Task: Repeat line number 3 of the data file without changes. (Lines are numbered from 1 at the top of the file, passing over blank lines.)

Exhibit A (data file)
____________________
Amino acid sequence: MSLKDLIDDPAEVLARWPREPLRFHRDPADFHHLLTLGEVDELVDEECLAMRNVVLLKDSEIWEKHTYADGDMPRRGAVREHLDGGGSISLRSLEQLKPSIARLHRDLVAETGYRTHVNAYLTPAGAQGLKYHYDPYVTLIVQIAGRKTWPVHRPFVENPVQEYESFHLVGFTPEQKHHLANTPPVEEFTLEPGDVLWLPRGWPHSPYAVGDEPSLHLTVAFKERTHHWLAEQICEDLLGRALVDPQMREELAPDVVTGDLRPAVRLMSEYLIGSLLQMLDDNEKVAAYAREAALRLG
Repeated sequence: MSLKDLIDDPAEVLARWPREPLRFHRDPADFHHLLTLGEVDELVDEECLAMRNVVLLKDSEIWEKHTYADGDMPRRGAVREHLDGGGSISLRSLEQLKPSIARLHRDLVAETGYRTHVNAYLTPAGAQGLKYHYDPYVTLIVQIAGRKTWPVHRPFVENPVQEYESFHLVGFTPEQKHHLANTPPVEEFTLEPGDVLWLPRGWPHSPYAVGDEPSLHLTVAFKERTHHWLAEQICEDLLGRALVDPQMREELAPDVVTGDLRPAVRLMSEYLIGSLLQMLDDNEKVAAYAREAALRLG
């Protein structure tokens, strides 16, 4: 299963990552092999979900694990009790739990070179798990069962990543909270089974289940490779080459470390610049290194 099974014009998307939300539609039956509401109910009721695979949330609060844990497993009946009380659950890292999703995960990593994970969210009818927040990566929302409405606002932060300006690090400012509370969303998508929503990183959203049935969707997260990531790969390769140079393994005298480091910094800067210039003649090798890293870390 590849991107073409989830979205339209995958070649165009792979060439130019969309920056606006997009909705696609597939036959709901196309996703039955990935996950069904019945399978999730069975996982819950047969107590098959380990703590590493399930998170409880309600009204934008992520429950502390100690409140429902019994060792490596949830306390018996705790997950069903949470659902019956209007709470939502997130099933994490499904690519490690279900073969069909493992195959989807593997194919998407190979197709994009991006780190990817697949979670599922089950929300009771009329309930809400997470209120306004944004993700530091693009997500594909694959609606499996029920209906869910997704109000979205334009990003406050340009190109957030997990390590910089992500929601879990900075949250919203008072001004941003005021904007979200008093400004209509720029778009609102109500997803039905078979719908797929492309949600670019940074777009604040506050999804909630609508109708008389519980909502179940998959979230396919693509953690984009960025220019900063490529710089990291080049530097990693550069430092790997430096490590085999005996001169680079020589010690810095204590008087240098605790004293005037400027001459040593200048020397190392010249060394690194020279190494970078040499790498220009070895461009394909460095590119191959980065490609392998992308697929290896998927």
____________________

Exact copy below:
């Protein structure tokens, strides 16, 4: 299963990552092999979900694990009790739990070179798990069962990543909270089974289940490779080459470390610049290194 099974014009998307939300539609039956509401109910009721695979949330609060844990497993009946009380659950890292999703995960990593994970969210009818927040990566929302409405606002932060300006690090400012509370969303998508929503990183959203049935969707997260990531790969390769140079393994005298480091910094800067210039003649090798890293870390 590849991107073409989830979205339209995958070649165009792979060439130019969309920056606006997009909705696609597939036959709901196309996703039955990935996950069904019945399978999730069975996982819950047969107590098959380990703590590493399930998170409880309600009204934008992520429950502390100690409140429902019994060792490596949830306390018996705790997950069903949470659902019956209007709470939502997130099933994490499904690519490690279900073969069909493992195959989807593997194919998407190979197709994009991006780190990817697949979670599922089950929300009771009329309930809400997470209120306004944004993700530091693009997500594909694959609606499996029920209906869910997704109000979205334009990003406050340009190109957030997990390590910089992500929601879990900075949250919203008072001004941003005021904007979200008093400004209509720029778009609102109500997803039905078979719908797929492309949600670019940074777009604040506050999804909630609508109708008389519980909502179940998959979230396919693509953690984009960025220019900063490529710089990291080049530097990693550069430092790997430096490590085999005996001169680079020589010690810095204590008087240098605790004293005037400027001459040593200048020397190392010249060394690194020279190494970078040499790498220009070895461009394909460095590119191959980065490609392998992308697929290896998927």